Mitt Romney misses the point entirely. It's not about him paying low taxes, it's that it highlights the issues of a system that promotes increasing income disparity. Normal people get taxed about 1/3 of their income,which for them means they can't afford a car, or rent. Romney makes millions, yet pays half the rate, when for him 1/3 taken away means he can still buy every house on my street.

  • rate this
    0

    Comment number 297.

    @293.LouisH
    Rich Americans are far better at philanphropy than the Brits, and you should not be judging them as to how much, to whom, and when they donate - just be glad that they do.
    @292.LimeyLady
    The BBC is renowned for being left-leaning, and for spinning views to appeal to middle englanders. It cannot, however, be seen to be overtly biased to a particular party.

  • rate this
    +5

    Comment number 296.

    lol I broke the House rules AGAIN, im a BAD man
    Well since i pay your wages mr moderator, im still in the debate.

    Limey lady the BBC is biased in many ways in which it protects its own income.
    I really fear the worst of our society here and across the pond, it is that bad we are all really just cash cows for the rich to get richer all on the hard working middle class.

  • rate this
    +1

    Comment number 295.

    What people often don't reconize about capital gains v. earned income are the shenanigans involved in getting income per se classified as capital gains, thus to be taxed at the lower rate. Expect to be hearing a lot about 'carried interest,' 'publicly traded partnerships,' and 'blocker corporations.'

    Looking forward to Obama's SOTU, and the return of the 'Buffet rule.'

  • rate this
    +21

    Comment number 294.

    America preaches a false form of christianity. The perverted ideology of the 'christian right' has absolutely NO foundations in the teachings of our lord Jesus Christ who warned the Rich, spoke about thier deviousness and iniquity and who had a love for the downtrodden and poor. As a christain socialist myself I can see a link between the corruption of dereguated capitalism of the Right and evil

  • rate this
    +1

    Comment number 293.

    Like most self-made rich men Romney seems to do little with his money other than grow his bank balance, grow his influence and sponsor his pet projects. As far as I can see the only real charitable donation he made was to cancer research, a pittance by his standards.
    It seems that, (with some notable exceptions like Bill Gates) the rich oligarchs of America only donate just before they die.

  • rate this
    0

    Comment number 292.

    281.Whenknew : The BBC site is the ONLY non biased platform that is read by people all over the world.
    I would like to influence Mr. Mardell and I will live in the eternal hope that as a newbie to covering US politics he will get into issues that are central to the people that vote.
    Cover congress with an effort to hold them accountable to the voters and hold the candidates to high moral standards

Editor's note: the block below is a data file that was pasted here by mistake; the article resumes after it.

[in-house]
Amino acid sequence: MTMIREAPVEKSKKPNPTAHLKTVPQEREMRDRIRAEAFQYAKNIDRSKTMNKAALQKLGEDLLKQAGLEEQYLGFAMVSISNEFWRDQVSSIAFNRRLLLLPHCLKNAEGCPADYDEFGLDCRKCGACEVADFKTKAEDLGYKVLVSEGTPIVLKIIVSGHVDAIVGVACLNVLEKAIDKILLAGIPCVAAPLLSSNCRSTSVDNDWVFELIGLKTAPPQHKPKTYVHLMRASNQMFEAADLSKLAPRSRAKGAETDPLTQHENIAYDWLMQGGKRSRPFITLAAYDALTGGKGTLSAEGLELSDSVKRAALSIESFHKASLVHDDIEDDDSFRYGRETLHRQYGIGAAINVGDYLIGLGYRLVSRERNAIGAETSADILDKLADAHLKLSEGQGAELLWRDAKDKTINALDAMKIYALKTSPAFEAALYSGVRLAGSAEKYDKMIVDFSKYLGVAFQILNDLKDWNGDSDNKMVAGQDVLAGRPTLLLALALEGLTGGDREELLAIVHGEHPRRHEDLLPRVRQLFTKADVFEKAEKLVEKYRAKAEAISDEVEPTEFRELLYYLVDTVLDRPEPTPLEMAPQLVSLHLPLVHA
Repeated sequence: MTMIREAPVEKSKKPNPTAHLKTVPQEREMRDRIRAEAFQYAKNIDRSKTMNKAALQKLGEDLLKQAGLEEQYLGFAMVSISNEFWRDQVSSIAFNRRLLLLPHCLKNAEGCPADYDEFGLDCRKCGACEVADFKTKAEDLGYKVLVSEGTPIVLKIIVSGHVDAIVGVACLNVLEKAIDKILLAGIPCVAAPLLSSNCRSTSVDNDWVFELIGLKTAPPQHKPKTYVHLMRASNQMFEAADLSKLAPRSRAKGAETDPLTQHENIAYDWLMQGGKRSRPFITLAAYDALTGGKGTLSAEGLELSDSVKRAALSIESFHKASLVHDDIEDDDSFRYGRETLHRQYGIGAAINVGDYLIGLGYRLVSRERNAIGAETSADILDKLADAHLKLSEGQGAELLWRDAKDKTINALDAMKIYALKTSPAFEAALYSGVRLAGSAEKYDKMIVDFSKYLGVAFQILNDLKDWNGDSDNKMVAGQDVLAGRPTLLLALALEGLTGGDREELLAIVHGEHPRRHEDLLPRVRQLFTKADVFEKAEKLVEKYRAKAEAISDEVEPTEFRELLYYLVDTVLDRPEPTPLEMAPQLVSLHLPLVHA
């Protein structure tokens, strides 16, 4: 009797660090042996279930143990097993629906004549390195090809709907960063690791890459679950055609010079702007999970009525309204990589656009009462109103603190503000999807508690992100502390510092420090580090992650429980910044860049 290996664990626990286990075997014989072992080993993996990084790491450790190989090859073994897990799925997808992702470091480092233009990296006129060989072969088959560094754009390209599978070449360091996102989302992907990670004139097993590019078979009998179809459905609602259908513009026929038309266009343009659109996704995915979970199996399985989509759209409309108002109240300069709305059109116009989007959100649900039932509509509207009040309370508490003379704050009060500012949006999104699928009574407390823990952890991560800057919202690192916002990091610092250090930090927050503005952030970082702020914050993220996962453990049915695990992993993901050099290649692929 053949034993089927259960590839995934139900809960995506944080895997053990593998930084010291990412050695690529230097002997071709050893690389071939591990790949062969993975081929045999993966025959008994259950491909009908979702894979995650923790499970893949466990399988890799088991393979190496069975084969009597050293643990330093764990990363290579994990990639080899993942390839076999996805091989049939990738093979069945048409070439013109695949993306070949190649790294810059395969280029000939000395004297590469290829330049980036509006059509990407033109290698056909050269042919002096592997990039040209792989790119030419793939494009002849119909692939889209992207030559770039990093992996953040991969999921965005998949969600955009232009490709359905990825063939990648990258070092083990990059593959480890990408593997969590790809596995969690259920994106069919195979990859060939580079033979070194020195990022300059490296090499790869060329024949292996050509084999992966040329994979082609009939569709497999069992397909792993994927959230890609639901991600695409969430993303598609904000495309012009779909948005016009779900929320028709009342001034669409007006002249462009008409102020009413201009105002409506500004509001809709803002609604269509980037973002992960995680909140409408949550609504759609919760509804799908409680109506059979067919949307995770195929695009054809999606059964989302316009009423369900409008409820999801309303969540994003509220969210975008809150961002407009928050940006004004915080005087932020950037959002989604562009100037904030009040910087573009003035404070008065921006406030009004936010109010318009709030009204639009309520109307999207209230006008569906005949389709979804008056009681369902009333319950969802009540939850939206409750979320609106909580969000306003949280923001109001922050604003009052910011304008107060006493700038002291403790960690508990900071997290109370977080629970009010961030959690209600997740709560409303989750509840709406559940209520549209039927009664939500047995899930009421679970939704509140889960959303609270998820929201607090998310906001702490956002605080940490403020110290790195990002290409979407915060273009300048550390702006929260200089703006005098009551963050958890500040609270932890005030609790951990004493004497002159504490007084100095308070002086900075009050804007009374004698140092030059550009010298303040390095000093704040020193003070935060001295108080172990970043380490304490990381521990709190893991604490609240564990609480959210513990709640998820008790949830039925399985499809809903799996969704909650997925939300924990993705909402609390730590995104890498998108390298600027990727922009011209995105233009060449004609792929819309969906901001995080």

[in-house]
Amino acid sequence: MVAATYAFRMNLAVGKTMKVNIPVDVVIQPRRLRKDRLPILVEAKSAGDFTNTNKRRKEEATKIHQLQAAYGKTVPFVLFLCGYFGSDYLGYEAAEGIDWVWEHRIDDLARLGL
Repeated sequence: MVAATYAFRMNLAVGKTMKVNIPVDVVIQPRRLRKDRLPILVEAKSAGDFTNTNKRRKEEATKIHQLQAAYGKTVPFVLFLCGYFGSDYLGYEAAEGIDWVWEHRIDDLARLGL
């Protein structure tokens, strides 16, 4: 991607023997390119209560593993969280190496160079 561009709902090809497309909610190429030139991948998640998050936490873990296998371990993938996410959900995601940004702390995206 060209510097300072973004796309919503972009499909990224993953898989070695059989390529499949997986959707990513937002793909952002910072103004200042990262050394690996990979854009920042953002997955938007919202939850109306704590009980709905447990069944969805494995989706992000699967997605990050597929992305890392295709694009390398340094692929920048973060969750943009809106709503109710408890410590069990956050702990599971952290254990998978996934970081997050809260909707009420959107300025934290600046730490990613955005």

• rate this
    +3

    Comment number 291.

    @288.LeftieAgitator
    "A pure flat rate tax means no government. All State provided services are privatised. Health, Education, infrastructure, pensions, Postal services. Flat rate tax or democracy"

    Pure unadulterated garbage. A flat rate tax system can have exactly the same scope for low spend/low provision through to high spend/high provision.

  • rate this
    -2

    Comment number 290.

    The taxes in this country need to be more balanced. No one likes to pay taxes and give their hard earned money over to the government, wealthy or not. Though, seeing his tax rate being so low in comparison to what i am paying is disturbing. To me it is not the amount, but the percentage you have to pay. This is really going to hurt his campaign and rightly so.

  • rate this
    -2

    Comment number 289.

    What we stand for is values that are consistent with the strong take care of the poor.Mr.Romney saying not one dollar more shows his insensitivity to voters who are struggling to make payments caused by rampant capitalism.Homeowner have taken a 50% hit on their values yet banks and bankers continue to flourish.I say to Mr Romney not a vote more!

  • rate this
    -2

    Comment number 288.

    #280. A pure flat rate tax means no government. All State provided services are privatised. Health, Education, infrastructure, pensions, Postal services, etc. no indirect taxes all replaced by usage fees to private providers.
    Except possibly Defence and the Justice system, funded by a sales tax.
    Flat rate tax or democracy, you can't have both.

    .

  • Comment number 287.

    This comment was removed because the moderators found it broke the house rules. Explain.

  • rate this
    +1

    Comment number 286.

    The American Law Makers are corrupted by the system that has given Personal freedoms to corporations that get freedom of speech by giving money to the lawmakers to write laws that favor corporations over people?????????
    They use insider knowledge to make investments and write laws to lessen taxes on investment income and make a pledge to NEVER RAISE TAXES
    American Tax laws are a joke.